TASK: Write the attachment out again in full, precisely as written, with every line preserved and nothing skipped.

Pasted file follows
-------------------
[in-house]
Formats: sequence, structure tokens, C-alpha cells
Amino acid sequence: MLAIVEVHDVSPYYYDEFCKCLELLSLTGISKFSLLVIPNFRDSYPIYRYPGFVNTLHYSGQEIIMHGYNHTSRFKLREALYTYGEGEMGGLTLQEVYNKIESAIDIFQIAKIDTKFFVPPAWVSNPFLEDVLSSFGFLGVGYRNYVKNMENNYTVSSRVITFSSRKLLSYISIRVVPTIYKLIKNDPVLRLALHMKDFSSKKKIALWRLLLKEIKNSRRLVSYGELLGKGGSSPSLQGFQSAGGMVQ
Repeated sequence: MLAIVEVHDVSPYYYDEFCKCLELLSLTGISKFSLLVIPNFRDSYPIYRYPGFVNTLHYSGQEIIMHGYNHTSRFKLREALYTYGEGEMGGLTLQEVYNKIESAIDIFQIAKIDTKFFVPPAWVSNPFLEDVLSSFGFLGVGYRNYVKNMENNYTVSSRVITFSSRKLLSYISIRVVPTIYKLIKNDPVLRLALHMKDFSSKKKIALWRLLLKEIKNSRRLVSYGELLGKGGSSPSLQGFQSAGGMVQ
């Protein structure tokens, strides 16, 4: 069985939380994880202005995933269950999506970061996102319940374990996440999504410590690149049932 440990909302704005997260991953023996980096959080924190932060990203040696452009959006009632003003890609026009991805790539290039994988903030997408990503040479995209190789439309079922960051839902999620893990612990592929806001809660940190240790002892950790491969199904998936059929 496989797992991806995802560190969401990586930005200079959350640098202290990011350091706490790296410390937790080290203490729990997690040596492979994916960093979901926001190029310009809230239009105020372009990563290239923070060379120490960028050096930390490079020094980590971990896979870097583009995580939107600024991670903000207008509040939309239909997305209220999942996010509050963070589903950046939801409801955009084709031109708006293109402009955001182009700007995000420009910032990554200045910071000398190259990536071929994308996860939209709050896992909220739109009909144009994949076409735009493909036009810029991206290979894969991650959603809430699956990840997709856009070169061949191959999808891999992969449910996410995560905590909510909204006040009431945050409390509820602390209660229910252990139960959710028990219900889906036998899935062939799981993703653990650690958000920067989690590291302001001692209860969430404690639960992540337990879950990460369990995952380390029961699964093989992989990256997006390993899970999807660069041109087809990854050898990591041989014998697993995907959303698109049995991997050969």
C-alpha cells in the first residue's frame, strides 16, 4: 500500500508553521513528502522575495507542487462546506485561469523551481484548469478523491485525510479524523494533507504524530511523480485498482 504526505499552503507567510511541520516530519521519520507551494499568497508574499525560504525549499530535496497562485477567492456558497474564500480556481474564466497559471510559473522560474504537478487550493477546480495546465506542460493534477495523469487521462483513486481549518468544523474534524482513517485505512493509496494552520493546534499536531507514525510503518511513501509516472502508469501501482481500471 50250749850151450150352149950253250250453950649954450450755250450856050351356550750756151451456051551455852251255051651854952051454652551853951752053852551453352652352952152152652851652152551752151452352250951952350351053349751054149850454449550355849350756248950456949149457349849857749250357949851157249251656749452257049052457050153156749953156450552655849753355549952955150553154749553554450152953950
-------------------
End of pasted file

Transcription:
[in-house]
Formats: sequence, structure tokens, C-alpha cells
Amino acid sequence: MLAIVEVHDVSPYYYDEFCKCLELLSLTGISKFSLLVIPNFRDSYPIYRYPGFVNTLHYSGQEIIMHGYNHTSRFKLREALYTYGEGEMGGLTLQEVYNKIESAIDIFQIAKIDTKFFVPPAWVSNPFLEDVLSSFGFLGVGYRNYVKNMENNYTVSSRVITFSSRKLLSYISIRVVPTIYKLIKNDPVLRLALHMKDFSSKKKIALWRLLLKEIKNSRRLVSYGELLGKGGSSPSLQGFQSAGGMVQ
Repeated sequence: MLAIVEVHDVSPYYYDEFCKCLELLSLTGISKFSLLVIPNFRDSYPIYRYPGFVNTLHYSGQEIIMHGYNHTSRFKLREALYTYGEGEMGGLTLQEVYNKIESAIDIFQIAKIDTKFFVPPAWVSNPFLEDVLSSFGFLGVGYRNYVKNMENNYTVSSRVITFSSRKLLSYISIRVVPTIYKLIKNDPVLRLALHMKDFSSKKKIALWRLLLKEIKNSRRLVSYGELLGKGGSSPSLQGFQSAGGMVQ
């Protein structure tokens, strides 16, 4: 069985939380994880202005995933269950999506970061996102319940374990996440999504410590690149049932 440990909302704005997260991953023996980096959080924190932060990203040696452009959006009632003003890609026009991805790539290039994988903030997408990503040479995209190789439309079922960051839902999620893990612990592929806001809660940190240790002892950790491969199904998936059929 496989797992991806995802560190969401990586930005200079959350640098202290990011350091706490790296410390937790080290203490729990997690040596492979994916960093979901926001190029310009809230239009105020372009990563290239923070060379120490960028050096930390490079020094980590971990896979870097583009995580939107600024991670903000207008509040939309239909997305209220999942996010509050963070589903950046939801409801955009084709031109708006293109402009955001182009700007995000420009910032990554200045910071000398190259990536071929994308996860939209709050896992909220739109009909144009994949076409735009493909036009810029991206290979894969991650959603809430699956990840997709856009070169061949191959999808891999992969449910996410995560905590909510909204006040009431945050409390509820602390209660229910252990139960959710028990219900889906036998899935062939799981993703653990650690958000920067989690590291302001001692209860969430404690639960992540337990879950990460369990995952380390029961699964093989992989990256997006390993899970999807660069041109087809990854050898990591041989014998697993995907959303698109049995991997050969």
C-alpha cells in the first residue's frame, strides 16, 4: 500500500508553521513528502522575495507542487462546506485561469523551481484548469478523491485525510479524523494533507504524530511523480485498482 504526505499552503507567510511541520516530519521519520507551494499568497508574499525560504525549499530535496497562485477567492456558497474564500480556481474564466497559471510559473522560474504537478487550493477546480495546465506542460493534477495523469487521462483513486481549518468544523474534524482513517485505512493509496494552520493546534499536531507514525510503518511513501509516472502508469501501482481500471 50250749850151450150352149950253250250453950649954450450755250450856050351356550750756151451456051551455852251255051651854952051454652551853951752053852551453352652352952152152652851652152551752151452352250951952350351053349751054149850454449550355849350756248950456949149457349849857749250357949851157249251656749452257049052457050153156749953156450552655849753355549952955150553154749553554450152953950